Topological Aspects of Quantum Entanglement

Topological Aspects of Quantum Entanglement

Abstract

Kauffman and Lomonaco in notsoshort () and May () explored the idea of understanding quantum entanglement (the non-local correlation of certain properties of particles) topologically by viewing unitary entangling operators as braiding operators. In amsshort (), it is shown that entanglement is a necessary condition for forming non-trivial invariants of knots from braid closures via solutions to the Yang-Baxter Equation. We show that the arguments used by amsshort () generalize to essentially the same results for quantum invariant state summation models of knots. In one case (the unoriented swap case) we give an example of a Yang-Baxter operator, and associated quantum invariant, that can detect the Hopf link. Again this is analogous to the results of amsshort (). We also give a class of matrices that are entangling and are weak invariants of classical knots and links yet strong invariants of virtual knots and links. We also give an example of an representation of the three-strand braid group that models the Jones polynomial for closures of three-strand braids. This invariant is a quantum model for the Jones polynomial restricted to three strand braids, and it does not involve quantum entanglement. These relationships between topological braiding and quantum entanglement can be used as a framework for future work in understanding the properties of entangling gates in topological quantum computing. The paper ends with a discussion of the Aravind hypothesis about the direct relationship of knots and quantum entanglement, and the hypothesis about the relationship of quantum entanglement with the connectivity of space. We describe how, given a background space and a quantum tensor network, to construct a new topological space, that welds the network and the background space together. This construction embodies the principle that quantum entanglement and topological connectivity are intimately related.

Keywords:
topological entanglement quantum entanglement Yang-Baxter operator state summation quantum link invariant
5

1 Introduction

The purpose of this paper is to explore several phenomena that relate topology and quantum entanglement. Braiding operators are topological objects, while unitary operators are primarily used in the realm of quantum mechanics. This paper establishes a relationship between the two. We first examinine a quantum gate which is both entangling and unitary. Such gates are useful for quantum computation. Second, we choose an that satisfies the Yang-Baxter equation and determine the relation between entangling ’s and detecting knotting and linking. We show in this paper that non-entangling Yang-Baxter operators cannot form non-trivial invariants of knots in the oriented and unoriented cases of quantum state summations. There do exist cases where we can construct non-trivial invariants of knots and links from unitary transformations where the operators are not entangling. For example, the Jones polynomial Jones (); Jones1 (); Jones2 (); Jones3 (); Jones4 () for three strand braids can be extracted from computations that involve only a single qubit quantumcompute (). See Section 5 of the present paper.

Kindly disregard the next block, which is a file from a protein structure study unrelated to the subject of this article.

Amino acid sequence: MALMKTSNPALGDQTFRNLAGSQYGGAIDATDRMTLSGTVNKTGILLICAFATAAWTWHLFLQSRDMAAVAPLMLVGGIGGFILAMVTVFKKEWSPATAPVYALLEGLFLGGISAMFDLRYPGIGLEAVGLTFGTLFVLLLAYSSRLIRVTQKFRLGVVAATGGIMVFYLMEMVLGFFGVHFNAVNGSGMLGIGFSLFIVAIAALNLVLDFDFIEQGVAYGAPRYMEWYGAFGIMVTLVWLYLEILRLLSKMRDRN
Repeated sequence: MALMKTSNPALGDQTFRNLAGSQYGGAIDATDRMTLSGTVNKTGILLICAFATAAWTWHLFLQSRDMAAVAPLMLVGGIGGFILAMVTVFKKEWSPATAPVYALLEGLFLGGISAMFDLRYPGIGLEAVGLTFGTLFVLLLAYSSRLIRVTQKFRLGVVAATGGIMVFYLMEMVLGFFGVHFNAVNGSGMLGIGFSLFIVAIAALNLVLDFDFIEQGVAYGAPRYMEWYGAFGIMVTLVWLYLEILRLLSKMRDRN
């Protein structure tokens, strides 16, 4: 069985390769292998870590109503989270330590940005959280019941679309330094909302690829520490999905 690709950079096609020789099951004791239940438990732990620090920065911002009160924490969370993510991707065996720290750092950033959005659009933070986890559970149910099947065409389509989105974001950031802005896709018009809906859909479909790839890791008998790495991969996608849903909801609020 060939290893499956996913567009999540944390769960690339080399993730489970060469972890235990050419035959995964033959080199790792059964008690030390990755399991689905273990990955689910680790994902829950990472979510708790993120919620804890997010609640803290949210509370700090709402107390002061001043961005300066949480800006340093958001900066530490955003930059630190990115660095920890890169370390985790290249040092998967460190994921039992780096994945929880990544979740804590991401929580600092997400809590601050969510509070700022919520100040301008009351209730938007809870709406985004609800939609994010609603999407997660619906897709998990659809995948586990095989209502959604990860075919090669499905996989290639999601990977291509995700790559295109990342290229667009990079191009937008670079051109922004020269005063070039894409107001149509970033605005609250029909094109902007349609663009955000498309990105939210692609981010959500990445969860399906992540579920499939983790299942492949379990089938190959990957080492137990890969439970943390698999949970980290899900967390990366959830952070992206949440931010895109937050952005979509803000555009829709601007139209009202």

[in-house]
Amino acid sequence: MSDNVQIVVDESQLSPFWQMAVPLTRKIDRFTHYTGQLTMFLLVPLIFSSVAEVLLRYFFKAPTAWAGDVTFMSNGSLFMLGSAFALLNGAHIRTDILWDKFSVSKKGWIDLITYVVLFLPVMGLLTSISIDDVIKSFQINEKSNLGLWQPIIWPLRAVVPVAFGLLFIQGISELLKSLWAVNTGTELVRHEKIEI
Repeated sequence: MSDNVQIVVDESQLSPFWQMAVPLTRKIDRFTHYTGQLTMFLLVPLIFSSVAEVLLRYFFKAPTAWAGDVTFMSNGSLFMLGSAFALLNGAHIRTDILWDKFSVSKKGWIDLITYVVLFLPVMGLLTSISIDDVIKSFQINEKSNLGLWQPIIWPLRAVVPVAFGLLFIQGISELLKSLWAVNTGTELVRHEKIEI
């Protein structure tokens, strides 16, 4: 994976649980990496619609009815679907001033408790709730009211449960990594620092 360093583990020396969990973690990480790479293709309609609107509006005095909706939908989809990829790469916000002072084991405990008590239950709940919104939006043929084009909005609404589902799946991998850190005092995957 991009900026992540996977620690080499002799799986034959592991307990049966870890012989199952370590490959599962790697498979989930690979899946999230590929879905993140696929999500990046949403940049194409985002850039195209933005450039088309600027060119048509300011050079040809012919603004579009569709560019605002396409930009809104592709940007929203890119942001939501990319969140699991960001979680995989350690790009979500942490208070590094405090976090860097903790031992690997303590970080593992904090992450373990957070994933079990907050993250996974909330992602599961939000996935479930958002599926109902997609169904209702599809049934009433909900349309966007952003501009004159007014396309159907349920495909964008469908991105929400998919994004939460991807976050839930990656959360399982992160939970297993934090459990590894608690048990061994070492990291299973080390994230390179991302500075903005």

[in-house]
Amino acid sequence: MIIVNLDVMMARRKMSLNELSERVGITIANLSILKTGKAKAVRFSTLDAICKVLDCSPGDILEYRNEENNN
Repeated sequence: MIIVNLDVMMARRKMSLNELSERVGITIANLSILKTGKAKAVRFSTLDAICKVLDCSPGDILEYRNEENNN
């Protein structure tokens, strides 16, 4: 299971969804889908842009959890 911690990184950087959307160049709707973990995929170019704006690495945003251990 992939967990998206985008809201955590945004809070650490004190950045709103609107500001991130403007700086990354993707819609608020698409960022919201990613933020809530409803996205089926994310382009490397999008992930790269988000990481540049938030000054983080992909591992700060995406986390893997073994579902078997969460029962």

Section 2 of this paper explicates the relationship between unitary operators and braiding operators, while also providing a brief introduction to the theory of quantum link invariants. Section 3 shows that the results of amsshort () generalize to unoriented quantum invariant state summations in the so-called product case. In the swap case, considered in amsshort (), the Markov trace method for constructing the proposed link invariant does not generalize to a quantum summation of the kind we consider but we nevertheless give an example of a Yang-Baxter operator in this case that can detect the Hopf Link. This lack of correspondence is interesting in its own right, and is discussed in this section. Section 4 shows that non-trivial invariants with non-entangling Yang-Baxter operators cannot be constructed in the oriented case. Section 5 describes how the Jones polynomial can still arise in systems that lack quantum entanglement. Section 6 describes how unitary matrix solutions to the bracket state summation are unentangling. Section 7 establishes a potential relationship between quantum entanglement and virtual knots and links. Section 8 is wider discussion of the relationship between topology and entanglment. We discuss the Aravind hypothesis that suggests that knots and links themselves may be connected more directly with quantum entanglement, and we discuss the hypothesis of Leonard Susskind and his collaborators that suggests that the connectivity of space itself is directly related to quantum entanglement. We illustrate this ideas of connectivity by showing how the tensor networks for entangled states (in the sense of the networks used in the present paper) can be used to both indicate this new connectivity and can be welded to the given space by adding points for the entangled states and new neighborhoods to extend the topology. We describe how, given a background space and a quantum tensor network, to construct a new topological space, that welds the network and the background space together. This part of the paper is intended to be brief and will be expanded further in subsequent work. Finally, Section 9 concludes the paper with a discussion of the ideas and concepts that have arisen during the course of this research. The Appendix proves an important Lemma for our analysis of link invariants in the earlier parts of the paper.